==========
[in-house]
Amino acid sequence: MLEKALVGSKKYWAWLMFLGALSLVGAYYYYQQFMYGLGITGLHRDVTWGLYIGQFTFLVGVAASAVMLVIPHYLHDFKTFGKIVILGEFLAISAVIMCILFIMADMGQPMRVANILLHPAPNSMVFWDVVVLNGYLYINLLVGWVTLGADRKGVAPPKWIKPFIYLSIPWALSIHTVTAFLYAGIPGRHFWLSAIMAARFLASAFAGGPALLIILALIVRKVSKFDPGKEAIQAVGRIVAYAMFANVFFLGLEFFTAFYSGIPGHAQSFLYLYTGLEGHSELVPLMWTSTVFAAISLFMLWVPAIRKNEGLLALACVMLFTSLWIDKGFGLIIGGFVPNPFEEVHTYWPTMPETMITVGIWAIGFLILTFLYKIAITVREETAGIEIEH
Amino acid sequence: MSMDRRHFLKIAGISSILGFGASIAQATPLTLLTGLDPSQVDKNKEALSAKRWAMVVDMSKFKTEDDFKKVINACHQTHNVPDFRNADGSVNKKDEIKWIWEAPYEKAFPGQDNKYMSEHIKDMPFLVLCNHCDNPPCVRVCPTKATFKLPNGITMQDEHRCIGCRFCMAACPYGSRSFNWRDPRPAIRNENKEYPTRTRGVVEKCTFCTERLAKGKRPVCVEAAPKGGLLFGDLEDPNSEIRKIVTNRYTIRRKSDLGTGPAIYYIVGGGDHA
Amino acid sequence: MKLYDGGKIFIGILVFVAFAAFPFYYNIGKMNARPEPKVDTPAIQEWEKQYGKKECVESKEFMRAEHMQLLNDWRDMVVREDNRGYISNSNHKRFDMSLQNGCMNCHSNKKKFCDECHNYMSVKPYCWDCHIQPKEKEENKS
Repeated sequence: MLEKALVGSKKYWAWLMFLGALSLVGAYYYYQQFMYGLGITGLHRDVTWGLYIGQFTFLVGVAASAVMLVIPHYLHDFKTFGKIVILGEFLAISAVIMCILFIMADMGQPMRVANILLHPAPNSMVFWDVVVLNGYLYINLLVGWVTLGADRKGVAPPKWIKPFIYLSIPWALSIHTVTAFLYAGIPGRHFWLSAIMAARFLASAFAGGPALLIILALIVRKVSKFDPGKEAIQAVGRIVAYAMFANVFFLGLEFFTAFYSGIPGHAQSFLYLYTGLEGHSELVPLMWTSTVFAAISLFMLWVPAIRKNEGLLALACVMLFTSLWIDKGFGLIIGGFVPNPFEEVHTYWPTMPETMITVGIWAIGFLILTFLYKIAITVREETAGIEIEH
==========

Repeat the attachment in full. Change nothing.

[in-house]
Amino acid sequence: MLEKALVGSKKYWAWLMFLGALSLVGAYYYYQQFMYGLGITGLHRDVTWGLYIGQFTFLVGVAASAVMLVIPHYLHDFKTFGKIVILGEFLAISAVIMCILFIMADMGQPMRVANILLHPAPNSMVFWDVVVLNGYLYINLLVGWVTLGADRKGVAPPKWIKPFIYLSIPWALSIHTVTAFLYAGIPGRHFWLSAIMAARFLASAFAGGPALLIILALIVRKVSKFDPGKEAIQAVGRIVAYAMFANVFFLGLEFFTAFYSGIPGHAQSFLYLYTGLEGHSELVPLMWTSTVFAAISLFMLWVPAIRKNEGLLALACVMLFTSLWIDKGFGLIIGGFVPNPFEEVHTYWPTMPETMITVGIWAIGFLILTFLYKIAITVREETAGIEIEH
Amino acid sequence: MSMDRRHFLKIAGISSILGFGASIAQATPLTLLTGLDPSQVDKNKEALSAKRWAMVVDMSKFKTEDDFKKVINACHQTHNVPDFRNADGSVNKKDEIKWIWEAPYEKAFPGQDNKYMSEHIKDMPFLVLCNHCDNPPCVRVCPTKATFKLPNGITMQDEHRCIGCRFCMAACPYGSRSFNWRDPRPAIRNENKEYPTRTRGVVEKCTFCTERLAKGKRPVCVEAAPKGGLLFGDLEDPNSEIRKIVTNRYTIRRKSDLGTGPAIYYIVGGGDHA
Amino acid sequence: MKLYDGGKIFIGILVFVAFAAFPFYYNIGKMNARPEPKVDTPAIQEWEKQYGKKECVESKEFMRAEHMQLLNDWRDMVVREDNRGYISNSNHKRFDMSLQNGCMNCHSNKKKFCDECHNYMSVKPYCWDCHIQPKEKEENKS
Repeated sequence: MLEKALVGSKKYWAWLMFLGALSLVGAYYYYQQFMYGLGITGLHRDVTWGLYIGQFTFLVGVAASAVMLVIPHYLHDFKTFGKIVILGEFLAISAVIMCILFIMADMGQPMRVANILLHPAPNSMVFWDVVVLNGYLYINLLVGWVTLGADRKGVAPPKWIKPFIYLSIPWALSIHTVTAFLYAGIPGRHFWLSAIMAARFLASAFAGGPALLIILALIVRKVSKFDPGKEAIQAVGRIVAYAMFANVFFLGLEFFTAFYSGIPGHAQSFLYLYTGLEGHSELVPLMWTSTVFAAISLFMLWVPAIRKNEGLLALACVMLFTSLWIDKGFGLIIGGFVPNPFEEVHTYWPTMPETMITVGIWAIGFLILTFLYKIAITVREETAGIEIEH